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The Best Microphones For Recording Drums

- January 22, 2019

best microphones for recording drums

The microphone you use to record drums can make the difference between a garage-band sound and a professional sound. You probably know this. That’s why we’re going to talk about the best microphones for recording drums.

(Side note: before recording, make sure you tune up your drum heads!)

Overhead And Room Mics

If you have just two channels to record drums, you’ll want to go with a pair of overhead condenser mics because they can give you a nice stereo sound of the entire kit.

Here are three of the best overhead/room microphones for drums that won’t break the bank:

  • Blue Microphones Bluebird
  • Audio Technica AT2035
  • Studio Projects B1

Kick Drum Mics

If you only have two mics or two mic inputs, that’s okay. But there’s one glaring problem — you don’t get much of the kick drum. That’s why, if you have three mics or mic inputs, the next part of the kit you should mic is the kick drum.

Some people would say it’s the most important part of the drum kit.

So here are the best kick drums on the market:

  • AKG D112
  • Shure Beta52A
  • Audix D6

Snare Mics

The snare is also a crucial part of the kit (heck, every part is crucial). So when it comes to snare mics, you don’t want to cut any corners.

The snare sound is like that necessary slap in the face — part of the thing that makes you bob your head.

And to accurately capture that sound, the best mic to use is the Shure SM57. It’s what all the pros use — because it’s hard to beat.

Hi-Hat Mics

Next up in importance (if you have limited mics or mic inputs) is the high-hat. It’s definitely the most important cymbal on any drum kit. It’s the only cymbal that always gets its own microphone.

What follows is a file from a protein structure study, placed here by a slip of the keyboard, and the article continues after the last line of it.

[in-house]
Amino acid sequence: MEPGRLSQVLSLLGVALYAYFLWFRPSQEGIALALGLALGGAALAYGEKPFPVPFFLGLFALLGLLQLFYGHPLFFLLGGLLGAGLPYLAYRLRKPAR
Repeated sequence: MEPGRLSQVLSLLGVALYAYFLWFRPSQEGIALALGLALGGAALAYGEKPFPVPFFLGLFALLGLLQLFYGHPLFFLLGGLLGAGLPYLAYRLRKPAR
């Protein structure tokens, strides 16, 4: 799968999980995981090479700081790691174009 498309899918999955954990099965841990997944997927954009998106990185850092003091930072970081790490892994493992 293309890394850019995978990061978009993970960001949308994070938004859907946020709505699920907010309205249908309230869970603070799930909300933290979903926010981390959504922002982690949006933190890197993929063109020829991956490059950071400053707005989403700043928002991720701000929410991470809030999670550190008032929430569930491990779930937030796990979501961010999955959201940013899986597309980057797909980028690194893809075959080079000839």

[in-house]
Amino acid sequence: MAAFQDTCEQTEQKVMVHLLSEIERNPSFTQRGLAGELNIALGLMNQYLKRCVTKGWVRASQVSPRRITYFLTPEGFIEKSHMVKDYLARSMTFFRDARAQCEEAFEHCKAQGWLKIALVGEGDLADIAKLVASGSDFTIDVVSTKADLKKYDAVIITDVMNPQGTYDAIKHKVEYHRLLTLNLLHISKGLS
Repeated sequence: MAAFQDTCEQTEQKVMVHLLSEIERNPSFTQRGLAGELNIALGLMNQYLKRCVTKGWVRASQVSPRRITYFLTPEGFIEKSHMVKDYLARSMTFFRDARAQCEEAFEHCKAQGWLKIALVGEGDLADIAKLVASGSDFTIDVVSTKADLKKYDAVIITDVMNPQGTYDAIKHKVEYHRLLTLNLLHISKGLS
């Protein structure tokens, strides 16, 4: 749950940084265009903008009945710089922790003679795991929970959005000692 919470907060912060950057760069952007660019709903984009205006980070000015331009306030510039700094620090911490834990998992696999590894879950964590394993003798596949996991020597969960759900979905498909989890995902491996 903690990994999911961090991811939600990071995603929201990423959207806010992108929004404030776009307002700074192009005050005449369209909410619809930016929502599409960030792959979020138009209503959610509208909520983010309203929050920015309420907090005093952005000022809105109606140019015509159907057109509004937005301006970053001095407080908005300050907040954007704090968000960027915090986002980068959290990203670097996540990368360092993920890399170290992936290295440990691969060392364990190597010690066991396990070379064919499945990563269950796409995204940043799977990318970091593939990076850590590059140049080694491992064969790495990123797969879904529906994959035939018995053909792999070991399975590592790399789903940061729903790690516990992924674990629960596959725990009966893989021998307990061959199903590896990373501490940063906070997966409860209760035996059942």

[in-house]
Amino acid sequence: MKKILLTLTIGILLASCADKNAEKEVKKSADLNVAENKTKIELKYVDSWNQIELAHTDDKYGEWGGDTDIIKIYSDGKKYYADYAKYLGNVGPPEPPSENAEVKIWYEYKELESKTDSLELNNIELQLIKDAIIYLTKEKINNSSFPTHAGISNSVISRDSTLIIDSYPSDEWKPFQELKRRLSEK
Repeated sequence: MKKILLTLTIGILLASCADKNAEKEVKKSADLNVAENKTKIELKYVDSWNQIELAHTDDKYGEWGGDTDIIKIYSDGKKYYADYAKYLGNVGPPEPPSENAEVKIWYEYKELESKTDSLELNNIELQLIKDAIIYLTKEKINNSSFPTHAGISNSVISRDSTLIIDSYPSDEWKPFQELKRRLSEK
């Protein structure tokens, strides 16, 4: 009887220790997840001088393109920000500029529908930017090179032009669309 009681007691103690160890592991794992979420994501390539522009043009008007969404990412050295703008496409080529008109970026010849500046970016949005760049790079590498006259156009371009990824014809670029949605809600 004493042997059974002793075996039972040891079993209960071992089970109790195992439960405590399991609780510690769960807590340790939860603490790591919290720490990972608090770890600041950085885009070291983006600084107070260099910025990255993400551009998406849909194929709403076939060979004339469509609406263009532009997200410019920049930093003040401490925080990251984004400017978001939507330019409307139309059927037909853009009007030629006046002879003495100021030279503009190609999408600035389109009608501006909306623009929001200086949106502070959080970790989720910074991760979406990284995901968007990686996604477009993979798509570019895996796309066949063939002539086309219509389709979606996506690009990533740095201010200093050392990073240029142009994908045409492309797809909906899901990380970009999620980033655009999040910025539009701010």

The type of mic you’ll want to use is a cardioid small diaphragm condenser. The engineer-tested-and-approved mic is the Shure SM81. And it’s less than $300, so it’s still within reach for most DIY producers with home studios.

Tom Mics

Usually, engineers don’t mic the toms individually — they almost always pick up well enough in the overhead/room mics.

But, if the toms aren’t getting that umph-y sound you’re looking for, you can throw a mic on one or all of them. And you can just use a good ol’ Shure SM57 — or any other classic dynamic mic, like a Sennheiser MD421 or a Shure SM58.

The More Mics, The Better

When it comes to getting a professional sound on your drums, the more mics you have, the better. If you have enough mics and mic inputs, put one on every single piece of the kit. You can always mute some of the mics if it’s too much (like the tom mics).

But, as is the case with many home recording studios, you may only have 2-4 mic inputs and mics. In that case, it’s best to mic the parts of the kit in this order: two overhead mics, a kick drum mic, a snare mic (which can also pick up the hi-hat), a hi-hat mic, and tom mics (optional).

Caleb J. Murphy is a songwriter and producer based in Austin, TX. He’s also the founder of Musician With A Day Job, a blog that helps part-time musicians succeed.